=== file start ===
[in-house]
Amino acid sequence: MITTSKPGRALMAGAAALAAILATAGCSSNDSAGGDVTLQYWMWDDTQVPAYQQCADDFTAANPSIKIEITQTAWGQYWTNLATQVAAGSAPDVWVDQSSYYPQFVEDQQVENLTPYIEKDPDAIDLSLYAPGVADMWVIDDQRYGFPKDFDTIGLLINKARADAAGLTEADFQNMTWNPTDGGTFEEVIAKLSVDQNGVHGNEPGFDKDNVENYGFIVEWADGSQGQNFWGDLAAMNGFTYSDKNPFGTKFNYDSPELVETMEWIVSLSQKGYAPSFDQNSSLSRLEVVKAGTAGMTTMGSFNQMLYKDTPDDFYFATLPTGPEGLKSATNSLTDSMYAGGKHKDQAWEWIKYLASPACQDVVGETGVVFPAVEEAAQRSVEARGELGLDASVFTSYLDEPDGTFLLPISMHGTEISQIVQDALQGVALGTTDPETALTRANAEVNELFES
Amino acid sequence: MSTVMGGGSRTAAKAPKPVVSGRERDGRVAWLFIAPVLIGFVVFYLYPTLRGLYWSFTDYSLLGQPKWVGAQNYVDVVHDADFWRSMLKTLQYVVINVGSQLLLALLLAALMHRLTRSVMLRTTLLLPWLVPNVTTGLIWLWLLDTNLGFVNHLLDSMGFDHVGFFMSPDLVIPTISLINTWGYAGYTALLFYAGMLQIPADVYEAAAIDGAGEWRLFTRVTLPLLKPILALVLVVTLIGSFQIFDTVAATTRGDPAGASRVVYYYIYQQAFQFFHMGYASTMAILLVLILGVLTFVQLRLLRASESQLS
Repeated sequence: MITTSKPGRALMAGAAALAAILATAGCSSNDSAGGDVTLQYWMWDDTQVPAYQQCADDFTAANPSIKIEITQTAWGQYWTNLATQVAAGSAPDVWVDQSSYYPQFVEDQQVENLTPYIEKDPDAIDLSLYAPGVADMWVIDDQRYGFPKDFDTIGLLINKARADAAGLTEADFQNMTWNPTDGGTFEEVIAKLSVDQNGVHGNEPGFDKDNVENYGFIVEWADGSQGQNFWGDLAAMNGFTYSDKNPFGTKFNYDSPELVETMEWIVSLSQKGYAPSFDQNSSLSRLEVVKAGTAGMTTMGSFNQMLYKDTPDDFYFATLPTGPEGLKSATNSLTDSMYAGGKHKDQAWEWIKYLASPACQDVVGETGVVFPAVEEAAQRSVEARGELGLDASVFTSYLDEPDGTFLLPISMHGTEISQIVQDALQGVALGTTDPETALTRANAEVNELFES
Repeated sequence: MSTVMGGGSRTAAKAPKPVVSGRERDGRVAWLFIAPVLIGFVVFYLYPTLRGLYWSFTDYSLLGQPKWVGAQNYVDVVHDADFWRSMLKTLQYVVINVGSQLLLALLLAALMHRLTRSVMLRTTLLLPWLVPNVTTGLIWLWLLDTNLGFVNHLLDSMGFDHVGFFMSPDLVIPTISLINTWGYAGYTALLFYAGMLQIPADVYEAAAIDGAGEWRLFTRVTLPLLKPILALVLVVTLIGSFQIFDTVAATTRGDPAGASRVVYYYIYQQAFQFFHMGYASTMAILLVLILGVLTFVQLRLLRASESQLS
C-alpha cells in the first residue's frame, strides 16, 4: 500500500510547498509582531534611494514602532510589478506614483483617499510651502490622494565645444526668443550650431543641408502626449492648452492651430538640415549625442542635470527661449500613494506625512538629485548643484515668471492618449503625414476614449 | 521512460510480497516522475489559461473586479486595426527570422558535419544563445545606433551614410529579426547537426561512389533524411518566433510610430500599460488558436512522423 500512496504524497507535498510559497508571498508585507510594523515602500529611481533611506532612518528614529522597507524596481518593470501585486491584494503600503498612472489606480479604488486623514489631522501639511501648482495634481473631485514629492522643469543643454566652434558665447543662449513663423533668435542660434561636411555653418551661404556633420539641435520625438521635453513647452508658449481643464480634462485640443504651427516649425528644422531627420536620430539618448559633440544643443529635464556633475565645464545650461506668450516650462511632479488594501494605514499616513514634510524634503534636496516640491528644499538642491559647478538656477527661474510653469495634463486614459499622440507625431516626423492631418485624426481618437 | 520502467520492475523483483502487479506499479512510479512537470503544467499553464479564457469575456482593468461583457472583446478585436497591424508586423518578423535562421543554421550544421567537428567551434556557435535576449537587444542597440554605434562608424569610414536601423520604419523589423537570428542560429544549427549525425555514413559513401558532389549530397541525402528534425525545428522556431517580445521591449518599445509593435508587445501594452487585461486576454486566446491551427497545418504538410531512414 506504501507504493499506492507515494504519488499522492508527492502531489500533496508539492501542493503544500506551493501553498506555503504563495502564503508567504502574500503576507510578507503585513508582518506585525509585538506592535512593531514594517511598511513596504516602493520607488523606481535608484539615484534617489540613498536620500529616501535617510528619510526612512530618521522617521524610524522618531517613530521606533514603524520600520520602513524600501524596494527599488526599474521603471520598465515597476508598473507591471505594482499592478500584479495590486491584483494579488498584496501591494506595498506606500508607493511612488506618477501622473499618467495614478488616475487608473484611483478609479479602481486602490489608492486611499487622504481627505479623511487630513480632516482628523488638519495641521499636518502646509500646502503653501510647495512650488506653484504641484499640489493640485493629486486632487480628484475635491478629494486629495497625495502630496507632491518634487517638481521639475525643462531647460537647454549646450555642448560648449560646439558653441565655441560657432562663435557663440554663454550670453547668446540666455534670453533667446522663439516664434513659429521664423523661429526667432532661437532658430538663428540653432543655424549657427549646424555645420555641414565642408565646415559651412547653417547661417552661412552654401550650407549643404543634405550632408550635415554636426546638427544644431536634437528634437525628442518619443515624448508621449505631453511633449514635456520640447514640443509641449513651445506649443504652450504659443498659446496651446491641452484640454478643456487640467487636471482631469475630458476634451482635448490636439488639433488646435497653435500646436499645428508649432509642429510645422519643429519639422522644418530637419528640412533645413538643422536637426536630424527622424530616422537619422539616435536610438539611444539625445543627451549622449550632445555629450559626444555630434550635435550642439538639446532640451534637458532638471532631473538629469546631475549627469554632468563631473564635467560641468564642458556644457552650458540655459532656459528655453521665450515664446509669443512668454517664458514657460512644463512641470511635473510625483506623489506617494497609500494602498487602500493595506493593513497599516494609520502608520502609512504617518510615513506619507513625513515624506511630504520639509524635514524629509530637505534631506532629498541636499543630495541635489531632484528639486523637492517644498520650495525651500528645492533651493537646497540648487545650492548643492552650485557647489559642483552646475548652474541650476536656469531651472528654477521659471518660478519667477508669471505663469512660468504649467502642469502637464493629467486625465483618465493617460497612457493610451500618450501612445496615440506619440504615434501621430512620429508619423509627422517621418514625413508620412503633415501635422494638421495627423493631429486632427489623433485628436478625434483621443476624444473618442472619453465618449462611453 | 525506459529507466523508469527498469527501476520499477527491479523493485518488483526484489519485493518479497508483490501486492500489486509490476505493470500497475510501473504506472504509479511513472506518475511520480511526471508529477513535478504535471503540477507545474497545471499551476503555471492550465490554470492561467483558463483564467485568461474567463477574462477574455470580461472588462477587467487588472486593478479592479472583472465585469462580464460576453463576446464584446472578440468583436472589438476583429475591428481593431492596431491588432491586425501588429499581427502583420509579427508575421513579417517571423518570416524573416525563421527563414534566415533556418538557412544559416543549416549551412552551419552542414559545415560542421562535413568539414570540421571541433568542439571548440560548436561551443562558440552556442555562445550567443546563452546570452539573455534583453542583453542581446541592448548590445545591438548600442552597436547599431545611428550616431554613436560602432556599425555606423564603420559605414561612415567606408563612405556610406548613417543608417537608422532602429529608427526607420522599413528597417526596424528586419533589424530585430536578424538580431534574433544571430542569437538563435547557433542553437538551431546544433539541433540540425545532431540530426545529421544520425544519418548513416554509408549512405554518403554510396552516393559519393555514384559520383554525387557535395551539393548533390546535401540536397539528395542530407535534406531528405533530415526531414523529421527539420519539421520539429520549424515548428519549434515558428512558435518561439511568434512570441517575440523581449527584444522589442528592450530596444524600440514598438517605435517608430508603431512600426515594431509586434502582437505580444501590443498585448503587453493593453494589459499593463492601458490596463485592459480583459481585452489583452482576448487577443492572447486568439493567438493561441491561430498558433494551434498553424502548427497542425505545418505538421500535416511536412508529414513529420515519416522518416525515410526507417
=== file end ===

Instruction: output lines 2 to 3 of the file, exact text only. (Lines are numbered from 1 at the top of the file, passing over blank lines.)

Amino acid sequence: MITTSKPGRALMAGAAALAAILATAGCSSNDSAGGDVTLQYWMWDDTQVPAYQQCADDFTAANPSIKIEITQTAWGQYWTNLATQVAAGSAPDVWVDQSSYYPQFVEDQQVENLTPYIEKDPDAIDLSLYAPGVADMWVIDDQRYGFPKDFDTIGLLINKARADAAGLTEADFQNMTWNPTDGGTFEEVIAKLSVDQNGVHGNEPGFDKDNVENYGFIVEWADGSQGQNFWGDLAAMNGFTYSDKNPFGTKFNYDSPELVETMEWIVSLSQKGYAPSFDQNSSLSRLEVVKAGTAGMTTMGSFNQMLYKDTPDDFYFATLPTGPEGLKSATNSLTDSMYAGGKHKDQAWEWIKYLASPACQDVVGETGVVFPAVEEAAQRSVEARGELGLDASVFTSYLDEPDGTFLLPISMHGTEISQIVQDALQGVALGTTDPETALTRANAEVNELFES
Amino acid sequence: MSTVMGGGSRTAAKAPKPVVSGRERDGRVAWLFIAPVLIGFVVFYLYPTLRGLYWSFTDYSLLGQPKWVGAQNYVDVVHDADFWRSMLKTLQYVVINVGSQLLLALLLAALMHRLTRSVMLRTTLLLPWLVPNVTTGLIWLWLLDTNLGFVNHLLDSMGFDHVGFFMSPDLVIPTISLINTWGYAGYTALLFYAGMLQIPADVYEAAAIDGAGEWRLFTRVTLPLLKPILALVLVVTLIGSFQIFDTVAATTRGDPAGASRVVYYYIYQQAFQFFHMGYASTMAILLVLILGVLTFVQLRLLRASESQLS